The first word that comes to mind after a few listens to the new Diana Krall album Turn up the Quiet is swing.
This record has that elusive musical element in spades. While Krall herself deserves an honourable mention for that achievement, so too do her bandmates, notably guitarists Russell Malone, Anthony Wilson and Marc Ribot, and bassist extraordinaire Christian McBride.
Occasionally one hears critics opine that Krall is a little bland. Well definitely not so on this set of songs, as she brings nuanced vocals, stretches words and phrases and stamps her individuality on even the most familiar of tunes.
There's a good mix of both material and settings on Turn Up the Quiet, with small group workouts to lush orchestrations on Cole Porter's Night and Day, and on Dream and Sway.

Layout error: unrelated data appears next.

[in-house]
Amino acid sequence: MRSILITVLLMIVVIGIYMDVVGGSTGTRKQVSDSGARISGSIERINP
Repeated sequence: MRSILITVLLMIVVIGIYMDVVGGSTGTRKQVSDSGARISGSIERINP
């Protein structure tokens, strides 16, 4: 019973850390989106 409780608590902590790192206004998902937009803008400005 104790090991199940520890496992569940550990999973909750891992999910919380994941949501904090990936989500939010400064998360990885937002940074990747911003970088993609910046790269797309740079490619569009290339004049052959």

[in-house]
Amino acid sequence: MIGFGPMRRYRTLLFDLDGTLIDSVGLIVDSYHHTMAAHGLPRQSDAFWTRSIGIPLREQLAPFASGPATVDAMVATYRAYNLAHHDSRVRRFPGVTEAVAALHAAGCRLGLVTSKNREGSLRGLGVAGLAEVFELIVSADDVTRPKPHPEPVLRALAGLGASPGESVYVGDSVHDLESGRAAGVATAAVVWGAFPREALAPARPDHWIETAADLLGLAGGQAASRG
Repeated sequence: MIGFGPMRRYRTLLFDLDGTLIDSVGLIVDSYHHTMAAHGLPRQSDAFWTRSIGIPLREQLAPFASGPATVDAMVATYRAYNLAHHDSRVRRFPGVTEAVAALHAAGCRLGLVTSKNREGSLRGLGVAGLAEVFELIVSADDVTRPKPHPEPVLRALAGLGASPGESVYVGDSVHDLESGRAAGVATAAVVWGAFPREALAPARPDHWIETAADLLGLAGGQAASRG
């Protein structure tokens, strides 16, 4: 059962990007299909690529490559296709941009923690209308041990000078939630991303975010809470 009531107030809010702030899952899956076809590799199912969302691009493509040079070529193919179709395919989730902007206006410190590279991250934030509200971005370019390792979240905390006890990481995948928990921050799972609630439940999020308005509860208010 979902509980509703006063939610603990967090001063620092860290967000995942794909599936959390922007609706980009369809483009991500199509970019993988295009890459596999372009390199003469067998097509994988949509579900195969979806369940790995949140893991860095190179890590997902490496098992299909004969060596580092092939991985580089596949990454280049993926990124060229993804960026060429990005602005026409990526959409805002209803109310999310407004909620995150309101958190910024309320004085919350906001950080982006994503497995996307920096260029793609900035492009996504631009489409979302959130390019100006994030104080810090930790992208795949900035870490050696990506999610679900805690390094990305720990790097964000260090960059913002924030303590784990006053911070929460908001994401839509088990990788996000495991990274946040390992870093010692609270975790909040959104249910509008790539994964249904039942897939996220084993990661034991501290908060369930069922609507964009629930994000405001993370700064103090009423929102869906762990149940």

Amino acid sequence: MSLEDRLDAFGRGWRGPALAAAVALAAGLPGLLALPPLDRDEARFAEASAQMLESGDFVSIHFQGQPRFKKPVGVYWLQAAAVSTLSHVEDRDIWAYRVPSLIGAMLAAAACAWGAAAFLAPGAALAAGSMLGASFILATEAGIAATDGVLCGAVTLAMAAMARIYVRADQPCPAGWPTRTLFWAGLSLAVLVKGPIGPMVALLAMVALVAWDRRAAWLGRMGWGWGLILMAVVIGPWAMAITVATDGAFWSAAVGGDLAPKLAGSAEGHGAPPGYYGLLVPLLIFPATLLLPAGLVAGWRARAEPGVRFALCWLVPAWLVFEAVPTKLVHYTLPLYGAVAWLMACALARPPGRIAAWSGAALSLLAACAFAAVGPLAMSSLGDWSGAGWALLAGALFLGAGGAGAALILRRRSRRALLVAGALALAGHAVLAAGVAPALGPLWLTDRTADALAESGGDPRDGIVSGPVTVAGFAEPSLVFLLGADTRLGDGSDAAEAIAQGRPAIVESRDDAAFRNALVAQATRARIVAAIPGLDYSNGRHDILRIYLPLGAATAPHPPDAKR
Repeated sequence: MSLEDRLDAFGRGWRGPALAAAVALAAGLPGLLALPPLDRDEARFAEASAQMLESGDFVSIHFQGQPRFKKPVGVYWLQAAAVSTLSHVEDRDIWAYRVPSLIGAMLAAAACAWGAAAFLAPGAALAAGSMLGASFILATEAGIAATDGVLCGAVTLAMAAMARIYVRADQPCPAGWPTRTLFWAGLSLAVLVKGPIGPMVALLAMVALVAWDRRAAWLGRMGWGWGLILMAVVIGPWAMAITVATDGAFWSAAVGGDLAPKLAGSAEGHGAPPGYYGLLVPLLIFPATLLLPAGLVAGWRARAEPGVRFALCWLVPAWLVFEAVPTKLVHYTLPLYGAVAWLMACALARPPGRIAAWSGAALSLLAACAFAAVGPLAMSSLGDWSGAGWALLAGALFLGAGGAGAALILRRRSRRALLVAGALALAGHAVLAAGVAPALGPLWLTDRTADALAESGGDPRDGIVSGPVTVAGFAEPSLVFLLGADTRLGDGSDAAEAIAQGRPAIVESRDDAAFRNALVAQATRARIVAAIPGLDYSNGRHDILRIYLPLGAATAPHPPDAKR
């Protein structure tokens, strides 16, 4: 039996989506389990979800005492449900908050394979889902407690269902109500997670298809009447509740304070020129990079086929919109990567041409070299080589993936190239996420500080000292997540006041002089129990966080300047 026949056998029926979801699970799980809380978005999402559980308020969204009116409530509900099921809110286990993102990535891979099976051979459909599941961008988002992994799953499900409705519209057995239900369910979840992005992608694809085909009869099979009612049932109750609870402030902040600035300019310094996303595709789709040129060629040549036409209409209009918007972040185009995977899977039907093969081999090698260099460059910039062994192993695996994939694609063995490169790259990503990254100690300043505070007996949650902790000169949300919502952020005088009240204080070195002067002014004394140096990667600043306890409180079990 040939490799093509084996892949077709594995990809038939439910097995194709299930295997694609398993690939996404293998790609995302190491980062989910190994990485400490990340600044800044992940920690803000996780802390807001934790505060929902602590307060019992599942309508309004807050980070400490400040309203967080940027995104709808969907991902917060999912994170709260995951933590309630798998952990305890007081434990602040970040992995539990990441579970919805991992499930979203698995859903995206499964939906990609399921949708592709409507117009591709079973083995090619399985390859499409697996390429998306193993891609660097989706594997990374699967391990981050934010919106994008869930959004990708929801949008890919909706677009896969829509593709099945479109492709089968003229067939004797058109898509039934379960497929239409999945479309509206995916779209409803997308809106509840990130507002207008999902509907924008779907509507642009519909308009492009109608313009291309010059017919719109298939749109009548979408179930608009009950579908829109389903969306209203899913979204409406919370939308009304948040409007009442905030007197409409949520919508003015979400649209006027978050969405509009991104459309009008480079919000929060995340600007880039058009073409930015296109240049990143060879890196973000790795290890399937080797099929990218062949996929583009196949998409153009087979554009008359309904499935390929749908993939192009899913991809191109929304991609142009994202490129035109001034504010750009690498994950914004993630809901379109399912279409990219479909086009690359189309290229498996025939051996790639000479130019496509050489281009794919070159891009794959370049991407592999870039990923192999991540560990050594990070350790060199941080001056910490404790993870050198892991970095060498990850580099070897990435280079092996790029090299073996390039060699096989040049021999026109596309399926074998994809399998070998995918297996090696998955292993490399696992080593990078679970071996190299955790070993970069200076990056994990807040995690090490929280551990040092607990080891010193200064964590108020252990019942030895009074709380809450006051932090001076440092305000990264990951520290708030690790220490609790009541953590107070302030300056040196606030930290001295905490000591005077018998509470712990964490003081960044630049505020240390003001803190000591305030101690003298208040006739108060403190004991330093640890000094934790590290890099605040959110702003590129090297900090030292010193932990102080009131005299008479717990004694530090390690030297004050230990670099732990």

Our own Kiwi-born musician Alan provides the orchestrations as a writer, arranger and conductor, a combination with Krall which really pays off.
The small combo songs are really appealing, with either Ribot or Malone or guitar, and a very tasty fiddle workout on I'm Confessing (That I Love You).
This approach tackles Like Someone in Love, Moonglow, No Moon At All, Dream and I'll See You in My Dreams. Standouts. Every one.
I can't deny that I've been a long-time fan of Krall's and seeing her live in Christchurch a few years back demonstrated even moreso that my appreciation of both her vocals and her skills from the piano stool were more than justified. Turn Up The Quiet, her 14th album, raises the bar and again shows us why 15 million album sales are no accident.
Rating 5/5 stars